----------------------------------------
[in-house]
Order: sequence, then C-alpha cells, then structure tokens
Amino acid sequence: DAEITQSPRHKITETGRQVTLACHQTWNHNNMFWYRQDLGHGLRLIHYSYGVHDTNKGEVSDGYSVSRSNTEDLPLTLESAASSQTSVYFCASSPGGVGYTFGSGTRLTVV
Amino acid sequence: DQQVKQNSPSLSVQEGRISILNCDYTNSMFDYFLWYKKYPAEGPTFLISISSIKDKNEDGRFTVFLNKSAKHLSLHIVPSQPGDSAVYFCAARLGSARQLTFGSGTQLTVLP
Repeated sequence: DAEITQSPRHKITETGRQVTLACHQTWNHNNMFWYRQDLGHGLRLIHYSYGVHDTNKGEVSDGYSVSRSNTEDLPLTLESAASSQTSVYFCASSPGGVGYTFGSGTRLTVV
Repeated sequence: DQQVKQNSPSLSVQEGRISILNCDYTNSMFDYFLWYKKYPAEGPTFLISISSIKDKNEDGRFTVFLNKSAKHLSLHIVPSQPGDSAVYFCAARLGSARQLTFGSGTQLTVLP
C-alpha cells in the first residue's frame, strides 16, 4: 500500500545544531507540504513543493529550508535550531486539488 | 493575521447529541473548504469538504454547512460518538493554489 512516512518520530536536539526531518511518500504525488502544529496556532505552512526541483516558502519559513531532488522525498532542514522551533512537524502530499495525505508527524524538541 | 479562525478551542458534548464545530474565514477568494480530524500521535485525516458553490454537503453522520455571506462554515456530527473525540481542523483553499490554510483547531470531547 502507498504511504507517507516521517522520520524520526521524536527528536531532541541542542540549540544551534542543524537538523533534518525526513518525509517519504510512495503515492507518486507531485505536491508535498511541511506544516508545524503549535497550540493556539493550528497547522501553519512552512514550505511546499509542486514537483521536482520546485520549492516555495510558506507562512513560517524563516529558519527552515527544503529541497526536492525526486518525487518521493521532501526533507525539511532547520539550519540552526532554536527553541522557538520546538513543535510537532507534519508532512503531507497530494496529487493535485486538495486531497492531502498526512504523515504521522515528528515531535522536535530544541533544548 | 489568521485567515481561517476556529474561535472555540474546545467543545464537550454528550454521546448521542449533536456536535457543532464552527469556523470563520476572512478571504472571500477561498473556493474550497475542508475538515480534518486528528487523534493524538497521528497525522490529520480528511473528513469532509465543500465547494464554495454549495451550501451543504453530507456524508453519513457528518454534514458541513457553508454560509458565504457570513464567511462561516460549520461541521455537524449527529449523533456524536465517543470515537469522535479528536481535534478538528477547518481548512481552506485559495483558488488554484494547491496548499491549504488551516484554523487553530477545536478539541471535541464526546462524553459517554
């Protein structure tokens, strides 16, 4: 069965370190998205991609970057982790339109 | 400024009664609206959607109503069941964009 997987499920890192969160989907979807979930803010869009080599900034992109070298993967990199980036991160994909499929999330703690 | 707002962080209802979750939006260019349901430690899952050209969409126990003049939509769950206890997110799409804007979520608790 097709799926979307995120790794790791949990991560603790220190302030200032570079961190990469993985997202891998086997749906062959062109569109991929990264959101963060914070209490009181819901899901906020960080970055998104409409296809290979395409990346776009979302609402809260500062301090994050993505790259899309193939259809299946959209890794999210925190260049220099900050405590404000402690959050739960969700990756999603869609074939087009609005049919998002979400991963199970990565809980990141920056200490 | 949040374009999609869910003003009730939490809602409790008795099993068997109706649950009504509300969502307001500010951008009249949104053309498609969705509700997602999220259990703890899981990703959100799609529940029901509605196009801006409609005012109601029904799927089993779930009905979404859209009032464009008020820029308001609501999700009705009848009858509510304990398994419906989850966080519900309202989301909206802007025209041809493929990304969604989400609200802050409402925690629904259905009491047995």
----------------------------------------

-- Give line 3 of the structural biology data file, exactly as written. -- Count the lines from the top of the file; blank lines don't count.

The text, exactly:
Amino acid sequence: DAEITQSPRHKITETGRQVTLACHQTWNHNNMFWYRQDLGHGLRLIHYSYGVHDTNKGEVSDGYSVSRSNTEDLPLTLESAASSQTSVYFCASSPGGVGYTFGSGTRLTVV